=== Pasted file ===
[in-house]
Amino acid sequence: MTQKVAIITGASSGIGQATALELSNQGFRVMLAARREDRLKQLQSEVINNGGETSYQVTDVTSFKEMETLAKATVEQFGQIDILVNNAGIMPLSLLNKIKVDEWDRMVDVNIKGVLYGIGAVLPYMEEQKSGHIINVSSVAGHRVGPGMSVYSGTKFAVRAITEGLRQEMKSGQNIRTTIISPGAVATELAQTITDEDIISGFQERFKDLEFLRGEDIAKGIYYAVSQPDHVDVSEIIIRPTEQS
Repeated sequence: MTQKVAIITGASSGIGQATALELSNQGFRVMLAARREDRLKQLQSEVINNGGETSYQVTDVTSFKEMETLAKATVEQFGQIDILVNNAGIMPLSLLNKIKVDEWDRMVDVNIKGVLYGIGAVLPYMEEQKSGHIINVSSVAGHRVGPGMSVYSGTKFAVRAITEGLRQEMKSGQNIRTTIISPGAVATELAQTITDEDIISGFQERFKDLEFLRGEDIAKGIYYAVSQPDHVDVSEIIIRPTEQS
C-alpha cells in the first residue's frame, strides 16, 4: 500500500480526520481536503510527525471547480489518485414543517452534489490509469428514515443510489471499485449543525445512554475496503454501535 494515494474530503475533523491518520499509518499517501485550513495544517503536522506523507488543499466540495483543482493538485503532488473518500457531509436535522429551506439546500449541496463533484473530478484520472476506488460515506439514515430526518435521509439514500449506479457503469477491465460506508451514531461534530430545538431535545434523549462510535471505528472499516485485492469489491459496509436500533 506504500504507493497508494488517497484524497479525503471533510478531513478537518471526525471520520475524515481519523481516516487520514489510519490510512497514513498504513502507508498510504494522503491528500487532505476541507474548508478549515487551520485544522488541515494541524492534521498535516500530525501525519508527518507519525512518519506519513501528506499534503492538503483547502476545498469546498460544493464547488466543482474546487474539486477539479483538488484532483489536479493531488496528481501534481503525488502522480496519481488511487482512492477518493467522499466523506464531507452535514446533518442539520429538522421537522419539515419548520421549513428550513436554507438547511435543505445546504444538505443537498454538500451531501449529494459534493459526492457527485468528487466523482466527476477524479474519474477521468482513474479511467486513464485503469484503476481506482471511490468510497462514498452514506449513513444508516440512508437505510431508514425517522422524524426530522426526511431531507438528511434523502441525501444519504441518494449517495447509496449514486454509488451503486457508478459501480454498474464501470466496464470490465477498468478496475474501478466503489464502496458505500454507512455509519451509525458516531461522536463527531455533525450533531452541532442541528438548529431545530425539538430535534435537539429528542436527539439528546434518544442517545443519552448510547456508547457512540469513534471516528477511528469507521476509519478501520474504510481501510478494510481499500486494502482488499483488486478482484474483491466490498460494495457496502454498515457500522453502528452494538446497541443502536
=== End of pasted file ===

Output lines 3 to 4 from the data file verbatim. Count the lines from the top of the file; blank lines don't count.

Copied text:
Repeated sequence: MTQKVAIITGASSGIGQATALELSNQGFRVMLAARREDRLKQLQSEVINNGGETSYQVTDVTSFKEMETLAKATVEQFGQIDILVNNAGIMPLSLLNKIKVDEWDRMVDVNIKGVLYGIGAVLPYMEEQKSGHIINVSSVAGHRVGPGMSVYSGTKFAVRAITEGLRQEMKSGQNIRTTIISPGAVATELAQTITDEDIISGFQERFKDLEFLRGEDIAKGIYYAVSQPDHVDVSEIIIRPTEQS
C-alpha cells in the first residue's frame, strides 16, 4: 500500500480526520481536503510527525471547480489518485414543517452534489490509469428514515443510489471499485449543525445512554475496503454501535 494515494474530503475533523491518520499509518499517501485550513495544517503536522506523507488543499466540495483543482493538485503532488473518500457531509436535522429551506439546500449541496463533484473530478484520472476506488460515506439514515430526518435521509439514500449506479457503469477491465460506508451514531461534530430545538431535545434523549462510535471505528472499516485485492469489491459496509436500533 506504500504507493497508494488517497484524497479525503471533510478531513478537518471526525471520520475524515481519523481516516487520514489510519490510512497514513498504513502507508498510504494522503491528500487532505476541507474548508478549515487551520485544522488541515494541524492534521498535516500530525501525519508527518507519525512518519506519513501528506499534503492538503483547502476545498469546498460544493464547488466543482474546487474539486477539479483538488484532483489536479493531488496528481501534481503525488502522480496519481488511487482512492477518493467522499466523506464531507452535514446533518442539520429538522421537522419539515419548520421549513428550513436554507438547511435543505445546504444538505443537498454538500451531501449529494459534493459526492457527485468528487466523482466527476477524479474519474477521468482513474479511467486513464485503469484503476481506482471511490468510497462514498452514506449513513444508516440512508437505510431508514425517522422524524426530522426526511431531507438528511434523502441525501444519504441518494449517495447509496449514486454509488451503486457508478459501480454498474464501470466496464470490465477498468478496475474501478466503489464502496458505500454507512455509519451509525458516531461522536463527531455533525450533531452541532442541528438548529431545530425539538430535534435537539429528542436527539439528546434518544442517545443519552448510547456508547457512540469513534471516528477511528469507521476509519478501520474504510481501510478494510481499500486494502482488499483488486478482484474483491466490498460494495457496502454498515457500522453502528452494538446497541443502536